Il Monello is a newly opened Italian joint by some of the same folks behind Tuscany Steakhouse and Il Tinello. My wife and I came here with two other couples, so we got to try a lot of the menu! Take a look:
Beautiful little bar in the entryway. I enjoyed their negroni.
Starters: fried calamari, carpaccio, “cozze” mussels, bianco salad, and Il Monello salad.
Pasta Dishes: Orecchiette with broccoli rabe and sausage, bucatini cacio e pepe, and lobster ravioli.
Entrees: porterhouse for two (9/10), potato crusted sea bass, and Il Monello Chicken (the crowd favorite).
Mixed dessert platter:
Everything we had was delicious. For their third day being open, there was not one hang-up with the food or the service. These guys are professionals! They know a thing or two about opening and running a restaurant. This one was a few years in the making too, since COVID and then licensing and inspection processes caused them some delays. I can’t wait to go back and try more, especially the eggplant parm, the veal milanese, and any of their daily/weekly specials.
I finally got down to Charleston, SC, and, of course, a top priority was to check out Hall’s Chophouse. I went down to visit a law school friend with some other guys from law school, so we went big here!
Also: quick caveat – I think the score for this place would climb with multiple visits. I’d need to get back and try more meats and some seafood, but I can see this place getting in the 95-point range.
We tried three cuts: the porterhouse, the tomahawk, and the prime rib. All were excellent, but I think the prime rib took the victory.
The prime rib was a 10/10. It’s wet aged, but rubbed with a Montreal seasoning that really added a ton of flavor.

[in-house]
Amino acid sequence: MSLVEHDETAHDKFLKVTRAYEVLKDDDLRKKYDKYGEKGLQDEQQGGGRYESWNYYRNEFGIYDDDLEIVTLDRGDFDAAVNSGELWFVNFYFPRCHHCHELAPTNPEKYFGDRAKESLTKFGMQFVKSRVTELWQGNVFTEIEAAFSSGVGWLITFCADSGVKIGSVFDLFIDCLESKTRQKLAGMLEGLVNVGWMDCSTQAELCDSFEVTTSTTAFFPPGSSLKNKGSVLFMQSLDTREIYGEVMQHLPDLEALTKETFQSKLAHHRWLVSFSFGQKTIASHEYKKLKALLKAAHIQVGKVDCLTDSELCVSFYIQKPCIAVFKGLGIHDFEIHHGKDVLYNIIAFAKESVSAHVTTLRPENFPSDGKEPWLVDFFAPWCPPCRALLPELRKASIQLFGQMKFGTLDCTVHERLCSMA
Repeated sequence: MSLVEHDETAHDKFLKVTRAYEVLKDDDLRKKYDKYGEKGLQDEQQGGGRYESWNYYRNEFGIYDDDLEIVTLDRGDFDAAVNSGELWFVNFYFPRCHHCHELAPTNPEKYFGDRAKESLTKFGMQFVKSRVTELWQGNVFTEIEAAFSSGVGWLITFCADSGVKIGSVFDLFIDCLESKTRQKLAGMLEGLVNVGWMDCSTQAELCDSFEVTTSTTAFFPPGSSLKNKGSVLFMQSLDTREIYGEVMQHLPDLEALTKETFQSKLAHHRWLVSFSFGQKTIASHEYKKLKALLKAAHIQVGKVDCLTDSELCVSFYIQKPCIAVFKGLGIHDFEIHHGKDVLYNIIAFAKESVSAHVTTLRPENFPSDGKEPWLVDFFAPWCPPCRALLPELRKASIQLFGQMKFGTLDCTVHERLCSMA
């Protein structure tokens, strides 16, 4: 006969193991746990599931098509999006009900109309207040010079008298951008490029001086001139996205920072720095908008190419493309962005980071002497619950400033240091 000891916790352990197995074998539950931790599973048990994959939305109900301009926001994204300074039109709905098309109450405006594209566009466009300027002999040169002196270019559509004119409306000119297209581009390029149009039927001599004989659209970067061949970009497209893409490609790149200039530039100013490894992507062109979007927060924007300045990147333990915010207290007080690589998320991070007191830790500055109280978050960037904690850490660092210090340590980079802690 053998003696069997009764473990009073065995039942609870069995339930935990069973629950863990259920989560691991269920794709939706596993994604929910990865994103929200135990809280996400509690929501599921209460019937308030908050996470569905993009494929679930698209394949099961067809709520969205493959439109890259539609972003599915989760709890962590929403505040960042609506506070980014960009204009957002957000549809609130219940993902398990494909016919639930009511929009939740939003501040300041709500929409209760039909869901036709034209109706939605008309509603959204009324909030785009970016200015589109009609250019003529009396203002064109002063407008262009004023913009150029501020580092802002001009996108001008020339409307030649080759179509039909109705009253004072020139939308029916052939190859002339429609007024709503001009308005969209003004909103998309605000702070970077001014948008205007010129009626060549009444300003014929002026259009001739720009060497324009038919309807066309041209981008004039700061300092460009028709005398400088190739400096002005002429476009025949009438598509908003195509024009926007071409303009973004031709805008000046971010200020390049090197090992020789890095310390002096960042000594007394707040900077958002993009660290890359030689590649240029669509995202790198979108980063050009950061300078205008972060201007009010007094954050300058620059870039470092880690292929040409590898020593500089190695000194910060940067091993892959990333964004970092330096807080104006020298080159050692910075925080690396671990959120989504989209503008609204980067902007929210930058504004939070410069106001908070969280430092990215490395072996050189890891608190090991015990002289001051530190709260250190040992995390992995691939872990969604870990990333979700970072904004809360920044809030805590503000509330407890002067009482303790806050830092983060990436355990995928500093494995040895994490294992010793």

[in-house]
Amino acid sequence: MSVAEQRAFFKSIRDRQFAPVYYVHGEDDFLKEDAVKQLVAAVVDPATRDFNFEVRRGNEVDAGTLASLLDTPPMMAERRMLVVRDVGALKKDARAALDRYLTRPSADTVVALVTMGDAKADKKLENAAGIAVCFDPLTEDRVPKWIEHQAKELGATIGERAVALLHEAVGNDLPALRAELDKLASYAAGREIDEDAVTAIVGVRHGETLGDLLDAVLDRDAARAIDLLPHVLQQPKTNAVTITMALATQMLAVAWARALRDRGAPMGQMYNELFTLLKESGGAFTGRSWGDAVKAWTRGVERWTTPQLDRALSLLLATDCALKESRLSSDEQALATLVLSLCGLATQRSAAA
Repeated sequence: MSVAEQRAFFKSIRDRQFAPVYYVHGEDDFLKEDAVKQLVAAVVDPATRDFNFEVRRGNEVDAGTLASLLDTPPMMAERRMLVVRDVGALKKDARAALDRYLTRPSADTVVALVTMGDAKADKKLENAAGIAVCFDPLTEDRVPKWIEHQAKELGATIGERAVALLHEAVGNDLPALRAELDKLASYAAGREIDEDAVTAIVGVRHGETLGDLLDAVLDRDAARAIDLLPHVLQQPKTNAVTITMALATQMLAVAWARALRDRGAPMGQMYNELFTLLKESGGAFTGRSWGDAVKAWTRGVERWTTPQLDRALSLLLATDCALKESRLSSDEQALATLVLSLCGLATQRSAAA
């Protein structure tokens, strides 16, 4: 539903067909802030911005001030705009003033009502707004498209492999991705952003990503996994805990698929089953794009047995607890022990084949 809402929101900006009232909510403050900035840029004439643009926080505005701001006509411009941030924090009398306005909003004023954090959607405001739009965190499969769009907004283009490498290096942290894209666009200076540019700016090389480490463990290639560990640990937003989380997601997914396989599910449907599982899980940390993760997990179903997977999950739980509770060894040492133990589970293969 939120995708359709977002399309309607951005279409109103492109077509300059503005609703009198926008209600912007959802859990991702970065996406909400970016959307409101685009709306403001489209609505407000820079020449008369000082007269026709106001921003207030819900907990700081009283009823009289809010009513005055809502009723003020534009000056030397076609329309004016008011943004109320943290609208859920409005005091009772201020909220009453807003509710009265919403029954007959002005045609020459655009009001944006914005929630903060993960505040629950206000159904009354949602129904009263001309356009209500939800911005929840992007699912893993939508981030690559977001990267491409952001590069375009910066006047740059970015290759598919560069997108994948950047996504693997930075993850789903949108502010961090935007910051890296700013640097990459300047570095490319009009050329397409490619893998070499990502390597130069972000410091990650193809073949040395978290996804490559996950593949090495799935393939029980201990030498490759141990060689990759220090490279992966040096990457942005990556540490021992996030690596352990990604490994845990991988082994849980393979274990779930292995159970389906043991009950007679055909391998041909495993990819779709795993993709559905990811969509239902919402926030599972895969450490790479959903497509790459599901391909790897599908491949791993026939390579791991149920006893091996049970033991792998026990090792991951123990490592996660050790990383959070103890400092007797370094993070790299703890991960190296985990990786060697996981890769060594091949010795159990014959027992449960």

Both the tomahawk and porterhouse are dry-aged a minimum of 45 days after two weeks of wet aging. These packed a lot of funk, both 9/10.
Choice of Cuts & Quality Available: 10
There’s a great selection of dry-aged beef from Allen Brothers in Chicago. Everything is aged off site, first wet-aged and then dry-aged for 45-days (except for the prime rib – that’s just wet-aged). All prime, and all delicious.
Portion Size & Plating: 9
The meat board plating was really nice for our massive order of three steaks. Portion size is definitely on the large side, especially for sides, apps and desserts.
Don’t expect a cheaper bill just because you’re outside of the NYC insanity! Beef prices have gone up lately, and top notch quality like Allen Brothers being shipped from Chicago to Charleston means you’ll be paying a premium. That said, I thought the prices were all kinda fair, with the exception of the martinis at $26ea.
The bar here a great spot to hang out. My buddy is there all the time, and I would be too.
My martini was great (blue cheese olives) despite being pricey.
Specials and Other Meats: 8
There were some specials off the menu that all sounded delightful. They have quail and duck for non-beef meat items. One stand out was the bison filet, which you can see here in this short video at the beginning (the very dark colored lean cut, top right). We didn’t try it, but I’m sure it was good.
Apps, Sides & Desserts: 9
We started with the bacon; really nice. The tomato on top was a nice twist on this.
The tartare was slightly over worked but it was still really delicious. The table was impressed!
We split a burger for our appetizer, which was really delicious. It reminded me of Peter Luger and Red Hook Tavern – a distinct dry aged flavor that eats more like a steak than a burger. It’s definitely a top five steakhouse style burger for me.
The sautéed spinach was a nice light side.
Loaded mashed potatoes – of course.
These fried okra were a fun change up for side dishes as well.
For dessert we tried the skillet cookie, the lemon cheesecake, and the whisky bread pudding. All were awesome, but the bread pudding was my favorite.
Seafood Selection: 8
I gotta be honest – I didn’t even bother looking at the selections. But the she crab soup that we tried in between courses was fantastic. If you have room, get it!
Service was amazing here. You really can’t beat it. The staff knew everything there was to know about the meat when I pried them, too. Our waiter even asked if we’d prefer a chuck side or loin side cut of prime rib, which I don’t think I have ever experienced before. I was impressed (and of course I went with chuck side).